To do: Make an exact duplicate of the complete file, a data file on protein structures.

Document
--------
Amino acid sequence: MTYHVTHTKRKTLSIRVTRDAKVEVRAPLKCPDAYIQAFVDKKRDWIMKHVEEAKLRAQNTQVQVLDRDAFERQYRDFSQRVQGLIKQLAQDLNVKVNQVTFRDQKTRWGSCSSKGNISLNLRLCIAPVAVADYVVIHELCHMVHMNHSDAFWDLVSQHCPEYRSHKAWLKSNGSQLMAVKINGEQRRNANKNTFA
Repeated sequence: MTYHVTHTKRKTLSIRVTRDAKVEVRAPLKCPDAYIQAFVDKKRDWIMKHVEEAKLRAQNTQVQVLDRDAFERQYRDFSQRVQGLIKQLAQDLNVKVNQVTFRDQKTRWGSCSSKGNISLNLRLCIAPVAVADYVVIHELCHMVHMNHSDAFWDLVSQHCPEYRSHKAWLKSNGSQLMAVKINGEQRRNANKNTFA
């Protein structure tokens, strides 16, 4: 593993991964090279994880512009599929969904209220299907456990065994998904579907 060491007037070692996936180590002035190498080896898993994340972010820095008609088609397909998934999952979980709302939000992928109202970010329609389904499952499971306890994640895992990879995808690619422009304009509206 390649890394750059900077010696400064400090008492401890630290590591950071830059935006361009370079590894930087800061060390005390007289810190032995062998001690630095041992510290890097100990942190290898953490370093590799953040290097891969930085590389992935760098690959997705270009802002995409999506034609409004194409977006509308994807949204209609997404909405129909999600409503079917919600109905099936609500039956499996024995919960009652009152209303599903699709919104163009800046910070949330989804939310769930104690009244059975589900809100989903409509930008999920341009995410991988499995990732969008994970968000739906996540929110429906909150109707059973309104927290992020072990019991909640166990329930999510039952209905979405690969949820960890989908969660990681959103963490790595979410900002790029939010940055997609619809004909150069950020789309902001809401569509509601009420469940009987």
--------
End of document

Amino acid sequence: MTYHVTHTKRKTLSIRVTRDAKVEVRAPLKCPDAYIQAFVDKKRDWIMKHVEEAKLRAQNTQVQVLDRDAFERQYRDFSQRVQGLIKQLAQDLNVKVNQVTFRDQKTRWGSCSSKGNISLNLRLCIAPVAVADYVVIHELCHMVHMNHSDAFWDLVSQHCPEYRSHKAWLKSNGSQLMAVKINGEQRRNANKNTFA
Repeated sequence: MTYHVTHTKRKTLSIRVTRDAKVEVRAPLKCPDAYIQAFVDKKRDWIMKHVEEAKLRAQNTQVQVLDRDAFERQYRDFSQRVQGLIKQLAQDLNVKVNQVTFRDQKTRWGSCSSKGNISLNLRLCIAPVAVADYVVIHELCHMVHMNHSDAFWDLVSQHCPEYRSHKAWLKSNGSQLMAVKINGEQRRNANKNTFA
């Protein structure tokens, strides 16, 4: 593993991964090279994880512009599929969904209220299907456990065994998904579907 060491007037070692996936180590002035190498080896898993994340972010820095008609088609397909998934999952979980709302939000992928109202970010329609389904499952499971306890994640895992990879995808690619422009304009509206 390649890394750059900077010696400064400090008492401890630290590591950071830059935006361009370079590894930087800061060390005390007289810190032995062998001690630095041992510290890097100990942190290898953490370093590799953040290097891969930085590389992935760098690959997705270009802002995409999506034609409004194409977006509308994807949204209609997404909405129909999600409503079917919600109905099936609500039956499996024995919960009652009152209303599903699709919104163009800046910070949330989804939310769930104690009244059975589900809100989903409509930008999920341009995410991988499995990732969008994970968000739906996540929110429906909150109707059973309104927290992020072990019991909640166990329930999510039952209905979405690969949820960890989908969660990681959103963490790595979410900002790029939010940055997609619809004909150069950020789309902001809401569509509601009420469940009987």